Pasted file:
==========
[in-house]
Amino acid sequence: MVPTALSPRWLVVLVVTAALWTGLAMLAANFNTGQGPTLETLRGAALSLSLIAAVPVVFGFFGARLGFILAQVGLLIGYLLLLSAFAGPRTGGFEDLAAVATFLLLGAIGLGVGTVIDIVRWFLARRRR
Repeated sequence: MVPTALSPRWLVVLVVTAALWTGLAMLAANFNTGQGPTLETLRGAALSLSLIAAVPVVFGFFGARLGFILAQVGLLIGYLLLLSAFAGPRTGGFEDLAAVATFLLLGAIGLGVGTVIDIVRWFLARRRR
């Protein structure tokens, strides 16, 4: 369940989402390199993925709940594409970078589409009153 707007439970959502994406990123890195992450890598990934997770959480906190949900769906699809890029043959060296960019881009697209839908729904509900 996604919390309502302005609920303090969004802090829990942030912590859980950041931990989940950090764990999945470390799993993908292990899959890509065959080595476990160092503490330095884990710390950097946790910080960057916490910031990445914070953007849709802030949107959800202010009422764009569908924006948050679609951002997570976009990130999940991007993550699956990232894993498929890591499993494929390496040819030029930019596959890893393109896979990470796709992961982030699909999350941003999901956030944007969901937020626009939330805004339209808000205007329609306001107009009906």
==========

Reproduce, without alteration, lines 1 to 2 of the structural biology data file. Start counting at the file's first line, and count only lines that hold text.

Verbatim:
[in-house]
Amino acid sequence: MVPTALSPRWLVVLVVTAALWTGLAMLAANFNTGQGPTLETLRGAALSLSLIAAVPVVFGFFGARLGFILAQVGLLIGYLLLLSAFAGPRTGGFEDLAAVATFLLLGAIGLGVGTVIDIVRWFLARRRR